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Call list increasing for fire department

In 2022, firefighters responded to 504 service calls
100 Mile Fire Rescue chief Roger Hollander reviews the call stats for 2022. Hollander said he anticipates even more calls for service in 2023. (Patrick Davies photo - 100 Mile Free Press)

100 Mile Fire Rescue is reminding homeowners to get smoke alarms and carbon monoxide alarms, following growing numbers of residential fire calls.

In 2022, firefighters responded to 504 service calls, 81 of them fire related. Most were not wildland fires, but residential calls. These range from house fires to alarms going off as a result of smoke from cooking, or carbon monoxide reports.

“Those are much higher than most people think. Whether it’s smoke showing in an apartment, fire alarms going off or cooking events, those calls seem to be increasing,” fire chief Roger Hollander said.

“One thing I would like to get across to the public is to make sure you have smoke alarms and carbon monoxide alarms installed. On these calls, we continue to see homes that don’t have those alarms and that’s concerning for us. These alarms are what is keeping people alive in an emergency.”

These numbers have contributed to another record-breaking year for the fire department.

Hollander said he’s not surprised his department is now regularly breaking 500 calls a year. It’s a trend that has been increasing since 2015. At that time, the department got only 365 calls per year, he said.

“To me, 504 calls, that’s a lot of calls for a fire department of 30 people,” Hollander said. “I’m certainly proud of our members’ efforts over the last few years.”

Hollander said the calls in 2022 included 211 medical calls, 131 rescue calls, 81 administrative calls and the 81 fire related calls.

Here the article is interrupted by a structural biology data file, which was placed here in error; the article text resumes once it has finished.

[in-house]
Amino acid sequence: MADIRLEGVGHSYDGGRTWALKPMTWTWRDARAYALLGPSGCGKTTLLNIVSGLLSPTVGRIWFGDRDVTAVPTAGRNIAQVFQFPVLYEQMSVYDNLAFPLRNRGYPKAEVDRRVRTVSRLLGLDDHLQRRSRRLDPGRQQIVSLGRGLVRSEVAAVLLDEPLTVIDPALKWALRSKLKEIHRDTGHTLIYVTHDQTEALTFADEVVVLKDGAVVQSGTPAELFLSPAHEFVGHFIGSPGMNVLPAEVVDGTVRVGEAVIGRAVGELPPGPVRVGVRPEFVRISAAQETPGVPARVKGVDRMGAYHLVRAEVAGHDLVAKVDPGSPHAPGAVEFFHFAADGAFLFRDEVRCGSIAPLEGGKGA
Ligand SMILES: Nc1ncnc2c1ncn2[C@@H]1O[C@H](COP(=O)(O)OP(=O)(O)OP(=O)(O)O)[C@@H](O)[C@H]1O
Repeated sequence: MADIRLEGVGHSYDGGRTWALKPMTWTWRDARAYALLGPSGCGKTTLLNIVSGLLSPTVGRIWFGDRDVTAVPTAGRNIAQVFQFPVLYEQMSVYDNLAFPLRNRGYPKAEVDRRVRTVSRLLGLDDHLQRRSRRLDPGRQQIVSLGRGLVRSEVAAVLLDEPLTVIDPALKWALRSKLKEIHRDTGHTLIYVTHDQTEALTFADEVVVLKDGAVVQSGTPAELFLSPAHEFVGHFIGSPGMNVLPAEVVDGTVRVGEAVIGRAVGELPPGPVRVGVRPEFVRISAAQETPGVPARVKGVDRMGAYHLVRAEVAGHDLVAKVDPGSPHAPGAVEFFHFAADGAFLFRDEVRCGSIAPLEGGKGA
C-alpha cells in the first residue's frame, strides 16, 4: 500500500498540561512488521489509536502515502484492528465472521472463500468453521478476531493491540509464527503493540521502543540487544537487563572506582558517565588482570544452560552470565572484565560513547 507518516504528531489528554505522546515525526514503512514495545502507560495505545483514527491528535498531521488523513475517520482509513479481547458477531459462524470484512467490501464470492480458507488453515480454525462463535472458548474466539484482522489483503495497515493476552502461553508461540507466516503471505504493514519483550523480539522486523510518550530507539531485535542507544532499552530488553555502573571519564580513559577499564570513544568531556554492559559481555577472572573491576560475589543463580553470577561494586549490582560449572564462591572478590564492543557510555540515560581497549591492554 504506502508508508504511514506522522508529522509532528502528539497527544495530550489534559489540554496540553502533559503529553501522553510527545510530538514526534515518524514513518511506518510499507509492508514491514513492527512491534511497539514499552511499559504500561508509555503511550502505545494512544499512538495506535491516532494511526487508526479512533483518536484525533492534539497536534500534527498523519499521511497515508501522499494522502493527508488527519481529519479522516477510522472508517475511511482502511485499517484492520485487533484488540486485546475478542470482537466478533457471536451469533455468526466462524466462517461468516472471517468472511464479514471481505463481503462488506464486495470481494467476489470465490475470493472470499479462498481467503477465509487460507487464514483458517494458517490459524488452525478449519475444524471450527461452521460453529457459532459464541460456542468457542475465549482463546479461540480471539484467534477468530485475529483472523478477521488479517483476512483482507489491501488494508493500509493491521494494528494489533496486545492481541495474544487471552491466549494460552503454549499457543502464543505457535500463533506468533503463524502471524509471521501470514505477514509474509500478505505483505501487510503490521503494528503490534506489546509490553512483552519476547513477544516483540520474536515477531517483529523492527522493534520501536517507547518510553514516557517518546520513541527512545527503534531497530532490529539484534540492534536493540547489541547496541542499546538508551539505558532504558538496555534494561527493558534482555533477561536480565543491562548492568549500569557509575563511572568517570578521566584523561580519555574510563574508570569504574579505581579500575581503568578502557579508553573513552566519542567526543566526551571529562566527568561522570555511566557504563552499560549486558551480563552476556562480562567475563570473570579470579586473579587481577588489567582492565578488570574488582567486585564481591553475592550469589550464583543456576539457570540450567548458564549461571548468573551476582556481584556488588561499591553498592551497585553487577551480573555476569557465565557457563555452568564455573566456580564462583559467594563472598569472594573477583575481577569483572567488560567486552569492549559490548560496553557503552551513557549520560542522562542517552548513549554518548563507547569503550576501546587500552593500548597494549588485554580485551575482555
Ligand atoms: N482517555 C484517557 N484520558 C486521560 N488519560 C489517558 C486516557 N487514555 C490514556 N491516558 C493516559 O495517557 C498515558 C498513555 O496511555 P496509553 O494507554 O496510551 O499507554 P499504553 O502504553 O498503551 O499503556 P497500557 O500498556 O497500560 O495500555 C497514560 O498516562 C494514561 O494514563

As more people move to the area, he said, there is an increased likelihood of emergency calls to the department.

This has put a strain on his firefighters, he added, and makes it difficult to retain members who often get burned out quickly.

“I don’t think we can continue this if the trend of calls keeps increasing, there’s too much of a burnout factor,” Hollander said. “We do thousands of hours of volunteer work (on top of calls) throughout the year.”

Hollander said to counteract the burnout, the department will hold its annual recruitment drive in February. He said its critical he keeps the number of paid on-call volunteers to just over 30. Next to Hollander and deputy chief Dave Bissat, the entire department is volunteer.

Hollander plans to continue lobbying the District of 100 Mile House for more support and funding to help meet the needs of the community. He will also conduct more inspections throughout 2023, especially with so many new businesses in town.

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Patrick Davies

About the Author: Patrick Davies

Originally from Georgetown, PEI, Patrick Davies has spent the bulk of his life in Edmonton, Alberta.
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